Recently, Yu Hin Au, Nathan Lindzey, and Levent Tunçel published a preprint with various spectral bounds on the arXiv. They investigate generalizations of bounds due to Delsarte and Hoffman in the context of the Lovász-Schrijver SDP. Page 12 of that article I knew for a few more days because Nathan asked me if their bound is known. The bound is simply an example to showcase their techniques. Here I will present another method of showing the same bound. Consider the graph which is defined as follows: Vertices are the elements of and two vertices are adjacent if they have Hamming distance or , that is they differ in or positions. On page 12, they obtain the following bound:

Theorem 1A clique of has at most size .

Here we will discuss equality in this bound and a small improvement for even.

**1. Equality for odd **

Yu, Nathan and Levent use a version of the ratio bound, so the proof is very nice. They also mention that the bound is tight as we can take a Hadamard matrix and remove one column. Here an example for . This is the corresponding Hadamard matrix:

Our graph has s and s, so let’s replace s by s and chop the last column:

The rows above correspond to vertices pairwise at distance or . As Hadamard matrices of size , where , only exist if divides , we have that is odd for all examples obtained this way.

**2. A Small Improvement **

Now the small improvement for even.

Theorem 2A clique of , even, has at most size .

This is probably somewhere in literature, but I would like to know where (this was Nathan’s question to me). And I would also like to know if there is a construction to obtain equality in this bound. Using Hadamard matrices, but this time adding a column to them, it is easy to see that the existence of a Hadamard matrix of size implies the existence of a clique of size in .

So how do we prove this better bound? We use a method from an old blog post of mine here. We will first do this for . Let’s say that is the adjacency matrix of the distance- graph on . That is is if and have Hamming distance , and otherwise. The eigenvalues of these graphs are well-known. Here, the th column corresponds to the eigenvalue of the th graph ():

It is noteworthy that the rows are not random. These graphs share their eigenspaces , a common property of distance-regular graphs and, more generally, association schemes. A reason for those who want to know: The ‘s commute, so we can diagonalize them simultaneously. Another well-known and very nice thing about this set of graphs is that the eigenvalue matrix also provides you with an explicit orthogonal projection matrix onto the eigenspace . Define the projection matrix by if and have Hamming distance . And we also know that the dimension of is equal to .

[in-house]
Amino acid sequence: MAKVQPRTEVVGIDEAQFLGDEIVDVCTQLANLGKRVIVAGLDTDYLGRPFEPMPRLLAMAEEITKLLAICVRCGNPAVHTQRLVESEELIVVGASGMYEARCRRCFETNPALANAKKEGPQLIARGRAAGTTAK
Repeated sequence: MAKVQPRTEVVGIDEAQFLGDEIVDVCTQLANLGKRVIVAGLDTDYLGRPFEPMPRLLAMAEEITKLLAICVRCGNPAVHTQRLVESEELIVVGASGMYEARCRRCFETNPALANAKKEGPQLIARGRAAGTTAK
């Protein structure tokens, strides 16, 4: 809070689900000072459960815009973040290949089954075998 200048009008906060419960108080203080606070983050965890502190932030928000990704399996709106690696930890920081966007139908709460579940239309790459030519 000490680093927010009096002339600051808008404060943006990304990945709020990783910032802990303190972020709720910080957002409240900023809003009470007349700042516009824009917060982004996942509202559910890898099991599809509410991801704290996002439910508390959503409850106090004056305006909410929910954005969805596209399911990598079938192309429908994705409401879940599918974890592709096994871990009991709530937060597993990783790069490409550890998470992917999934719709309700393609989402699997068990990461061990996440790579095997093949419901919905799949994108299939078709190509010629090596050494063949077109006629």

To show the theorem for , we look at . We do know that . If is a clique of , then we also know that the submatrix of index by is of the form . Clearly, this matrix has full rank, hence . Hence, as claimed.

Now let’s do the same in general with . We still have for and at distance and . The entries of , given by the Krawtchouk polynomials, are

We only care about with . In this case, the formula simplifies to

In fact, we only case about . We obtain , and . Hence, the submatrix of indexed by is a multiple of , so it has full rank if is even. Hence, . But . Therefore, .

We also obtain an alternative proof for for odd. Indeed, has rank if . Hence, the bound is worse by one in this case.

**3. Equality for even **

As the authors of the preprint mention, has clique number . Here is an example for equality:

11110 11001 10101 10011 01111

This is a Hadamard matrix of size with one column and row added. As mentioned before, I would be curious to know if one can do this more generally.

**Acknowledgements** My thanks go to Nathan Lindzey for having a look at a draft of this article.

What is the independence number of this graph?

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I do not know. One can deduce from the (conjectured) independence number of the orthogonality graph that it is far away from something trivial like .

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